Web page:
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How Long Does Alcohol Withdrawal Last?

Alcohol use disorder is defined as someone who is unable to stop drinking, even when it begins to negatively affect their health and relationships. They also have built a tolerance to the substance and must drink more in order to achieve the same effect. When a person has developed alcohol use disorder, they have intense cravings for alcohol and find it difficult to think about other things. If you find yourself in these circumstances, you may require alcohol rehab in order to stop drinking.

When you attempt to detox from alcohol, you will probably experience symptoms of alcohol withdrawal. Alcohol withdrawal symptoms can be dangerous and even life-threatening, so it’s an important step to go to a treatment center if you are struggling with alcoholism. If you have developed severe alcohol dependence you may suffer from alcohol withdrawal syndrome, which is a combination of physical, mental, and emotional symptoms that occur when the patient stops drinking.

Since some symptoms can linger for a few weeks, medical detox at a rehab center will typically last about 3 to 14 days to assure that when recovery programs begin, the worst of the withdrawal symptoms have subsided.

Psychological symptoms include:

  • Depression and anxiety
  • Paranoia
  • Insomnia
  • Panic attacks
  • Intense drug cravings
  • Short-term memory loss
  • Delirium tremens

Physical symptoms include:

  • Nausea and vomiting
  • Diarrhea
  • Fatigue
  • Fever and chills
  • Seizures
  • Excessive sweating and shaking
  • Heart palpitations

The timeline for alcohol detox symptoms begins between 4 to 12 hours after the last drink of alcohol. These withdrawal symptoms will reach their height of intensity during the first 24 to 72 hours, with the worst occurring about 2 days after the patient has quit their alcohol consumption. For patients who experience delirium tremens (DTs), a highly intense and dangerous symptom of alcohol withdrawal, these symptoms will typically begin about 48-72 hours after heavy drinking has stopped.

Delirium tremens is a severe symptom that occurs in about 2% of people with alcohol use disorder. Delirium tremens include the severe symptoms of alcohol withdrawal that are listed below, as well as a change in mental status, sudden lack of awareness of their environment and reality, high fever, extreme confusion, and uncontrollable shaking.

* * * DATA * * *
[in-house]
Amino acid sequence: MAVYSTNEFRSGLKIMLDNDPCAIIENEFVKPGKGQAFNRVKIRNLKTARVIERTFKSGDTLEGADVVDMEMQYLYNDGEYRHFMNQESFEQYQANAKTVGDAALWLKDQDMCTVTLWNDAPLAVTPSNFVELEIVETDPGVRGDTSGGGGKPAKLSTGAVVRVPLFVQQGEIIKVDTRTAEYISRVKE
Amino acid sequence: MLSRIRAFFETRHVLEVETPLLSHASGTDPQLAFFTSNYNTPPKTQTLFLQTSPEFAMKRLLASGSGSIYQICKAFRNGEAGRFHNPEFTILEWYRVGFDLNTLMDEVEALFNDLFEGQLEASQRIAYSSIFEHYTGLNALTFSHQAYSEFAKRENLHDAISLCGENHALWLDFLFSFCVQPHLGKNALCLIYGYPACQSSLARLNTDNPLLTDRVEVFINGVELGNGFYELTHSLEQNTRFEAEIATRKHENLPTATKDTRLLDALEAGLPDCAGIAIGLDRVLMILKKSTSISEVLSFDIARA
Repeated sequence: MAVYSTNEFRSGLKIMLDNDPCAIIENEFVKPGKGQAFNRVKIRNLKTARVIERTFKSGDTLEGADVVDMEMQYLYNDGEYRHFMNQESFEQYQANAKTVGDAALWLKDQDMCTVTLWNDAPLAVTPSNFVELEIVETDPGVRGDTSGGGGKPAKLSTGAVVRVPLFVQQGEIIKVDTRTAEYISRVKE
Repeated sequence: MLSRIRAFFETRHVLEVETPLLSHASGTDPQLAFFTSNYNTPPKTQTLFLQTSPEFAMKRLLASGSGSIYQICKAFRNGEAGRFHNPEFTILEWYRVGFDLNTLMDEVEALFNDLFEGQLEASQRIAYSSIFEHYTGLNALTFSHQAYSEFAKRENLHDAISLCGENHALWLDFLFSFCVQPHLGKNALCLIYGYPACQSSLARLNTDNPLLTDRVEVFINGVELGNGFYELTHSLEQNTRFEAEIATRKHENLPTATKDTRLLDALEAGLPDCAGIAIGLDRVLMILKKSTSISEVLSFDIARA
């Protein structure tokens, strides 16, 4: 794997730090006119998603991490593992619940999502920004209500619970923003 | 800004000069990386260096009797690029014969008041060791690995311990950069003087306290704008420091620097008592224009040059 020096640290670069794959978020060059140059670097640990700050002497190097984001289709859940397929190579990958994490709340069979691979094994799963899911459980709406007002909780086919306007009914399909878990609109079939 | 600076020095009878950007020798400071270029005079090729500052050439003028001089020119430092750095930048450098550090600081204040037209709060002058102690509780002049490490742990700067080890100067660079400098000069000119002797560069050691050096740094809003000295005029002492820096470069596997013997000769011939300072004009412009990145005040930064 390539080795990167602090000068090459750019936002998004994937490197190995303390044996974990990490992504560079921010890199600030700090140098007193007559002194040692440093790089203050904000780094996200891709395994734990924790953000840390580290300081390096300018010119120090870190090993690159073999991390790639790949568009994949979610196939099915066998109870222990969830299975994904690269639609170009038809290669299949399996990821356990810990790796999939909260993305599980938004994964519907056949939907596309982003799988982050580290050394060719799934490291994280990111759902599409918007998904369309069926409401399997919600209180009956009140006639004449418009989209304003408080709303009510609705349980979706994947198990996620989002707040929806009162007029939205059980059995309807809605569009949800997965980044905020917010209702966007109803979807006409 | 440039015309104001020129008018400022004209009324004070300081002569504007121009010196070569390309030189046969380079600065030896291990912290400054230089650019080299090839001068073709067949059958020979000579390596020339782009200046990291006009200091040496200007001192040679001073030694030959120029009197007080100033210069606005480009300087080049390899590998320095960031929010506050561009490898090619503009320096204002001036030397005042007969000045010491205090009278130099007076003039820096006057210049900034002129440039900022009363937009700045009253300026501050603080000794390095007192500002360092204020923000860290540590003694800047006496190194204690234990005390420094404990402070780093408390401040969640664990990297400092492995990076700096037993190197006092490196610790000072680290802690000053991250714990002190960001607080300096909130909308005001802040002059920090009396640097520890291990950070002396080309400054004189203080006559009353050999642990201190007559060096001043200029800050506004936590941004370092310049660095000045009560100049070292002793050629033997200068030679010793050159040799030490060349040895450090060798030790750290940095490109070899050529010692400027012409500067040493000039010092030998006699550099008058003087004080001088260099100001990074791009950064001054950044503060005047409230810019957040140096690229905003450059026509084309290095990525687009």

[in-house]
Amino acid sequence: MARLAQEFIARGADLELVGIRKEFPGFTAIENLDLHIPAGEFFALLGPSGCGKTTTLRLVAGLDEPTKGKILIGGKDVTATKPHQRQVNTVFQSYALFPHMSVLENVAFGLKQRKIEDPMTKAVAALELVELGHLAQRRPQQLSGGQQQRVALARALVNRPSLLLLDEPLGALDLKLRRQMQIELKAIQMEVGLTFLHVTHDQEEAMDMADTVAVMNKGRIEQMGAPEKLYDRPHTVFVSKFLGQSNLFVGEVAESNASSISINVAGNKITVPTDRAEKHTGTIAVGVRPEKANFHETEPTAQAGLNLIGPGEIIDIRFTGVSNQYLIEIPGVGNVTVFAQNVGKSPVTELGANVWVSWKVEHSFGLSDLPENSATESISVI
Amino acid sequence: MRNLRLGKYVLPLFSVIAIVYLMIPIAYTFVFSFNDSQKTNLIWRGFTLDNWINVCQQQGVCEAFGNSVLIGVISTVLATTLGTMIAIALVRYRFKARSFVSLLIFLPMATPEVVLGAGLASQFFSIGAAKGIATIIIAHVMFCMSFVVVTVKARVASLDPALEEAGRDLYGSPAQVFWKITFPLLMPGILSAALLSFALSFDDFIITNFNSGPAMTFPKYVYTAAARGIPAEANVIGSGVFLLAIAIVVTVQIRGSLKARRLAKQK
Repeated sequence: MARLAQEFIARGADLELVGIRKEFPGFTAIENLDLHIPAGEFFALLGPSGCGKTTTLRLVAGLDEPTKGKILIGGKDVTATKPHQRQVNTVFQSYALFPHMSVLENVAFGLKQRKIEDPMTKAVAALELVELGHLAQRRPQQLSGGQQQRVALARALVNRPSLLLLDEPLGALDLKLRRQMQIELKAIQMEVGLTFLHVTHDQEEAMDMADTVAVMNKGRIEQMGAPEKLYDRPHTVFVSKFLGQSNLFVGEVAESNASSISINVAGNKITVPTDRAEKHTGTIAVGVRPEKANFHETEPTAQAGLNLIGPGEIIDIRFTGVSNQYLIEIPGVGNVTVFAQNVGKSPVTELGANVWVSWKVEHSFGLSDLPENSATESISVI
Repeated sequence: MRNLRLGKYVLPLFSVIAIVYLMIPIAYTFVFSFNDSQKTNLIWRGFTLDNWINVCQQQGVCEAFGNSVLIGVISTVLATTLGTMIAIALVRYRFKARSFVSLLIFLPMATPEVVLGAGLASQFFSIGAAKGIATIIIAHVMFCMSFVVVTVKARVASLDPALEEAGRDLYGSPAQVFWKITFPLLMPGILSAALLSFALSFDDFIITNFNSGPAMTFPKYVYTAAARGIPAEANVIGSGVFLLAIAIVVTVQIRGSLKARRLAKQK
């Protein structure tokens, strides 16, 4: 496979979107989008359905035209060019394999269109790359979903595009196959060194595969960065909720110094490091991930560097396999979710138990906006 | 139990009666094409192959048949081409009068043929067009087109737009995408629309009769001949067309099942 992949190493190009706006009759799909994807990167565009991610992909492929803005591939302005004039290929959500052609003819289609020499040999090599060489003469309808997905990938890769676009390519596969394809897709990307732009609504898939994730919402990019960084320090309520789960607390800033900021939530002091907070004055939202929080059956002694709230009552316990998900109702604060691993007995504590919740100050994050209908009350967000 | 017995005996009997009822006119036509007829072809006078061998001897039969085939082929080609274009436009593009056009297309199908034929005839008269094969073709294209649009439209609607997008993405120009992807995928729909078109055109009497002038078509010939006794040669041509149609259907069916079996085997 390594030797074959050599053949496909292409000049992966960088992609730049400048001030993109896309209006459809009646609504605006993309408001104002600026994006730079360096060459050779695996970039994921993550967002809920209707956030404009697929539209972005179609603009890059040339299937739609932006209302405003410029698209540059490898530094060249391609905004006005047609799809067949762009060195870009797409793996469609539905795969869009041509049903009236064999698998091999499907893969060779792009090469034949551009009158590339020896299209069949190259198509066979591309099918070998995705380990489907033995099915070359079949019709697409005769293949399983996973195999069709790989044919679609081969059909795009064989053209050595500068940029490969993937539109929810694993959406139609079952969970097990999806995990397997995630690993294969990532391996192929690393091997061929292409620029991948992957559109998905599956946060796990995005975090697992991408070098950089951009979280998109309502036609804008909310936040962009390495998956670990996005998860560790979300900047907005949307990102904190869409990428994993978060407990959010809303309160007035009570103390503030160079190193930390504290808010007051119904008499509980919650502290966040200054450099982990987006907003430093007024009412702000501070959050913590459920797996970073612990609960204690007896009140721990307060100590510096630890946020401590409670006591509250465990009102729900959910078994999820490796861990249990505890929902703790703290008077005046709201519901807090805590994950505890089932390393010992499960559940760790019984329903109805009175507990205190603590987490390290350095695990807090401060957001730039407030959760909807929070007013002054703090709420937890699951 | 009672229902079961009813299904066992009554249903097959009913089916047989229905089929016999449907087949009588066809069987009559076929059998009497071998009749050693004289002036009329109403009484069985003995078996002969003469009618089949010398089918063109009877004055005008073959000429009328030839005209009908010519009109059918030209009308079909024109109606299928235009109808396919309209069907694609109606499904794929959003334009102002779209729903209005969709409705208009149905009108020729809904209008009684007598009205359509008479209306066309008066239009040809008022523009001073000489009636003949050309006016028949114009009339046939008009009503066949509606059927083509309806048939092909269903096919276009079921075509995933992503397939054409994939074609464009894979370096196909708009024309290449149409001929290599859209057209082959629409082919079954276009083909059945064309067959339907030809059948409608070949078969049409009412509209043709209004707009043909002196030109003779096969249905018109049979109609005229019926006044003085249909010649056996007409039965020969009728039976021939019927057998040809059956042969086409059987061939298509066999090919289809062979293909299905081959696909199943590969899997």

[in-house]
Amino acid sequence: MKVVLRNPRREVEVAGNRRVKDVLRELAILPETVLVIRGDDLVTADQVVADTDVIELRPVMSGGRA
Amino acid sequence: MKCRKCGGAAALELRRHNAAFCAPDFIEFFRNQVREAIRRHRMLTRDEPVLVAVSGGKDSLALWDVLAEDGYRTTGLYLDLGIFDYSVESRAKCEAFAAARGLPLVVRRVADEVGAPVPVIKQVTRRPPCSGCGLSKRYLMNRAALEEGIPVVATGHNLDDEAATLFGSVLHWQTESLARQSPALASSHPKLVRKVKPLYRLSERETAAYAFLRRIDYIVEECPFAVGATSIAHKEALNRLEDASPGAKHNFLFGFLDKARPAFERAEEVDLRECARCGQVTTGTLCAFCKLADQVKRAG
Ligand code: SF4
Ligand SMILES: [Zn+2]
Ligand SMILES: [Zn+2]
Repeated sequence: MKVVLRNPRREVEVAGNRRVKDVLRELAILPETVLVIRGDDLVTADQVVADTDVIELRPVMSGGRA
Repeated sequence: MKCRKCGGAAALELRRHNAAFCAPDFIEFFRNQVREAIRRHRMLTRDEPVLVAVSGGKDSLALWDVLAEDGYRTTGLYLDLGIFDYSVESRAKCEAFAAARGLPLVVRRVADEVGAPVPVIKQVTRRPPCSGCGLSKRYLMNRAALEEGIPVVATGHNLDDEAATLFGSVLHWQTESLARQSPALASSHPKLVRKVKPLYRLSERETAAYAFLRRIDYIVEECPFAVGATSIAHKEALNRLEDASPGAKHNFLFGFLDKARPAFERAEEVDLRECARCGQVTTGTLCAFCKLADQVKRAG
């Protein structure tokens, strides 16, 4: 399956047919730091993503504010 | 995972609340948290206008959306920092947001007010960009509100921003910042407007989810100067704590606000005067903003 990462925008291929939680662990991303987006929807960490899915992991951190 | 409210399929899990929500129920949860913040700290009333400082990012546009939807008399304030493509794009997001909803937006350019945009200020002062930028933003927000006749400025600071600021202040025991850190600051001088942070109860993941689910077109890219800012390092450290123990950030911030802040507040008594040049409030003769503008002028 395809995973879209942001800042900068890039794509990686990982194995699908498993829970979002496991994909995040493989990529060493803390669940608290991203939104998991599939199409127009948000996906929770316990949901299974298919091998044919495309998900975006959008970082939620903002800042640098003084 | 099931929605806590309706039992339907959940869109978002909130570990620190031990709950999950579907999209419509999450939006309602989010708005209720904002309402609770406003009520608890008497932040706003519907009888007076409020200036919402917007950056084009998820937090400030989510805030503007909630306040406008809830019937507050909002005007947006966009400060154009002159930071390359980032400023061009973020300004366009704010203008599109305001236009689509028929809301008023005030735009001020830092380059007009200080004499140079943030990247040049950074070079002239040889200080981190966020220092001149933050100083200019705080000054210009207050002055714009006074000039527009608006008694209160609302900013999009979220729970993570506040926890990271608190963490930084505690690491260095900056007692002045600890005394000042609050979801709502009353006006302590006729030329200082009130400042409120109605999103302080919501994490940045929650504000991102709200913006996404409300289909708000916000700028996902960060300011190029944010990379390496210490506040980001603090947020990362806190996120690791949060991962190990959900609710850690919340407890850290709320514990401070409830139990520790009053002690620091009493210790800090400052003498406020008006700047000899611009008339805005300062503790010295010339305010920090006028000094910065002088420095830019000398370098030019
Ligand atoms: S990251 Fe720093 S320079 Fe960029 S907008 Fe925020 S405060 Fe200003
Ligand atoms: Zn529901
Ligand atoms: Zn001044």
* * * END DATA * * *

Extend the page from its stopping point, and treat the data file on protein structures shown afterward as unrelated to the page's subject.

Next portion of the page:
Delirium tremens may also result in further medical complications such as cardiac arrhythmia, respiratory arrest, over sedation, or aspiration pneumonitis. These conditions all have the potential to be fatal—or to cause serious infections. People are at a greater risk of developing delirium tremens if they are middle-aged or elderly, have experienced seizures during previous withdrawals, have a mental illness, have abnormal liver function, or have abused alcohol over a long period of time.

Symptoms of alcohol withdrawal will usually last for 3-4 days, although sometimes they may last up to 8 days. Most withdrawal symptoms will fade during day 4 or 5, although in cases of severe alcohol dependence, these symptoms can linger for a few weeks. The symptoms that patients experience will vary based on which stage of withdrawal they are currently in.

Factors that can also affect the severity and length of alcohol withdrawal symptoms include an individual’s gender, weight, and age, the length of their alcohol use, the severity of their alcohol use, their overall mental and physical health, whether or not they have a family history of alcoholism, whether or not alcohol has been combined with other drugs, and whether or not they have experienced alcohol withdrawal in the past. Although these factors can change how a person experiences alcohol withdrawal, they can typically expect to experience a timeline similar to this.

In the first 8 hours of withdrawal, patients will experience mild symptoms such as restlessness, irritability, nervousness, pale or clammy skin, loss of appetite, nausea, and slight shakiness. Once they have reached hours 12-24, symptoms will become more noticeable and intense. These symptoms include depression, mood swings, night sweats, nightmares, headaches or migraines, insomnia or difficulty sleeping, and vomiting. In the 24 to 72 hour period, when withdrawal symptoms are peaking, individuals may experience severe symptoms such as nausea and vomiting, agitation, tremors, seizures, and hallucinations.

In the weeks following, it is rare yet possible that a person may experience persistent symptoms such as sleep disturbances, fatigue, and mood changes that can last up to months. However, after the time period of 3-5 days, the majority of symptoms will usually be alleviated, and this is when the recovery treatment can begin. During this treatment, Arista Recovery will help patients address the issues that led to their alcohol use disorder and work with them to develop healthier coping mechanisms that reduces the risk of relapse and facilitates long term sobriety.

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